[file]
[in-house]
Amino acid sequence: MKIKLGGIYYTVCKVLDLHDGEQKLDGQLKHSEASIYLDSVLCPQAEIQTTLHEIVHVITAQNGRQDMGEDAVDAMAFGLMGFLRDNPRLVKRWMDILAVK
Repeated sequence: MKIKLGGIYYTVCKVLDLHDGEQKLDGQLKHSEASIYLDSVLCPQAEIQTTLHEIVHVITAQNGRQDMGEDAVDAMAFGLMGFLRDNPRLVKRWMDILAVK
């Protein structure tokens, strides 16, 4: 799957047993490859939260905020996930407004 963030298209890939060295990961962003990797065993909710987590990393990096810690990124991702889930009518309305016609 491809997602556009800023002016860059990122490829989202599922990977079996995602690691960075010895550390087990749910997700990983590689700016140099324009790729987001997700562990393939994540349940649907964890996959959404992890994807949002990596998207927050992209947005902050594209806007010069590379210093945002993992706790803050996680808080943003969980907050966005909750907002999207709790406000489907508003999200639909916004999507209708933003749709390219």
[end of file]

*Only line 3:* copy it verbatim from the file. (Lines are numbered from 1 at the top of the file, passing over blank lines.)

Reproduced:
Repeated sequence: MKIKLGGIYYTVCKVLDLHDGEQKLDGQLKHSEASIYLDSVLCPQAEIQTTLHEIVHVITAQNGRQDMGEDAVDAMAFGLMGFLRDNPRLVKRWMDILAVK